The work to open that cell door comes from grounding yourself in some way. Here are some suggestions:

  1. Writing.
  2. Redirecting your thoughts.
  3. Exercise.
  4. Making art.
  5. Talking to a mental health professional.
  6. Meditation.

I am sure you can add to the list. The idea is to be in the present moment for as long as possible so your mind does not hijack you back to being a prisoner.

This takes effort, consistency, and even scary at times to go into this new territory.  The results are so worth it and will strengthen you. Go for it.

Thoughtful Thursdays # 191 – Today is not over yet.

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If your heart is beating, if your lungs are breathing, if you are still alive… then it is not too late to do something kind, creative, generous, satisfying, and courageous. Today.

It is not too late to behave like the person you want to be — instead of continuing in a cycle of behavior that you will regret.

You might feel sleepy. It might be tough. It could seem preferable to just sit this one out.

But…

Today is not over yet.

http://www.alexandrafranzen.com

Thoughtful Thursdays #188 – Move Closer

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There are some pretty scary emotions that we run from. Our minds race with one disaster after another. Our society almost demands that we let it go and move on from tragedy or trauma. Letting go and moving on is not possible if we smother the very emotions we need to move closer to. Emotions like fear, abandonment, isolation and worthlessness.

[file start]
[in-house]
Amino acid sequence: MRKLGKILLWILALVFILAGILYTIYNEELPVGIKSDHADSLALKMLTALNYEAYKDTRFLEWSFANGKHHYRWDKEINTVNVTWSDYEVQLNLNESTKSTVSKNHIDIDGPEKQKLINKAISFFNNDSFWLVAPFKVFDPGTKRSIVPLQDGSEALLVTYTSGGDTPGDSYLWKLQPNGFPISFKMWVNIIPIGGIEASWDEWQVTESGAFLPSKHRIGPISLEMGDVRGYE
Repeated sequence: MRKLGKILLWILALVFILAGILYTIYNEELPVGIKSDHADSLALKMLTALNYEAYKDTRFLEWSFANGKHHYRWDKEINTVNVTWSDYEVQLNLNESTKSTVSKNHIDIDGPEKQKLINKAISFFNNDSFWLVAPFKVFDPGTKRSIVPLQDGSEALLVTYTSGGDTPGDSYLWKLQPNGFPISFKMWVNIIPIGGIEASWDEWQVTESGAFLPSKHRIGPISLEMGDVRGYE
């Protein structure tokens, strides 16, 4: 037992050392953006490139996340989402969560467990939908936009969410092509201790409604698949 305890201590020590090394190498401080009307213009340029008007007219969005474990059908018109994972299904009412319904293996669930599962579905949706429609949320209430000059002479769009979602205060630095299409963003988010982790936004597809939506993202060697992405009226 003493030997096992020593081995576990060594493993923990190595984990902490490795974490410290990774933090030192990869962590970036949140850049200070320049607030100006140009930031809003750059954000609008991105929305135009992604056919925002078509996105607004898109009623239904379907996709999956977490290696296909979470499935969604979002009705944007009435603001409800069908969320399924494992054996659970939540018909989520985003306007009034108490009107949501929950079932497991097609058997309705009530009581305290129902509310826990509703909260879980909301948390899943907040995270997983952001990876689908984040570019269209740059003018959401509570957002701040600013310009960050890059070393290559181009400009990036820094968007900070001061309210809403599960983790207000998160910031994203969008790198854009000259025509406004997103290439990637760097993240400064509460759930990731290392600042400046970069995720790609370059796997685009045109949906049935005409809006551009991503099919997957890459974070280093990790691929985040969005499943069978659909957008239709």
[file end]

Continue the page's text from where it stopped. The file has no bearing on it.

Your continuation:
Move closer to the parts of you that you exiled. Move closer to the very emotions that scare you. Move closer to approval for all strange events you survived. Move closer to being curious about your behavior. Move closer to the parts that are so hard to accept and love. Move closer to having compassion and kindness for yourself. Move closer to being intimate with our own courage. Move closer to deeply knowing who you are because you can’t help anyone else without helping yourself first.

It won’t be easy but so worth the effort. Your thinking will become more integrated and grounded. And an important perk to this effort is you will become more productive, understanding and confident.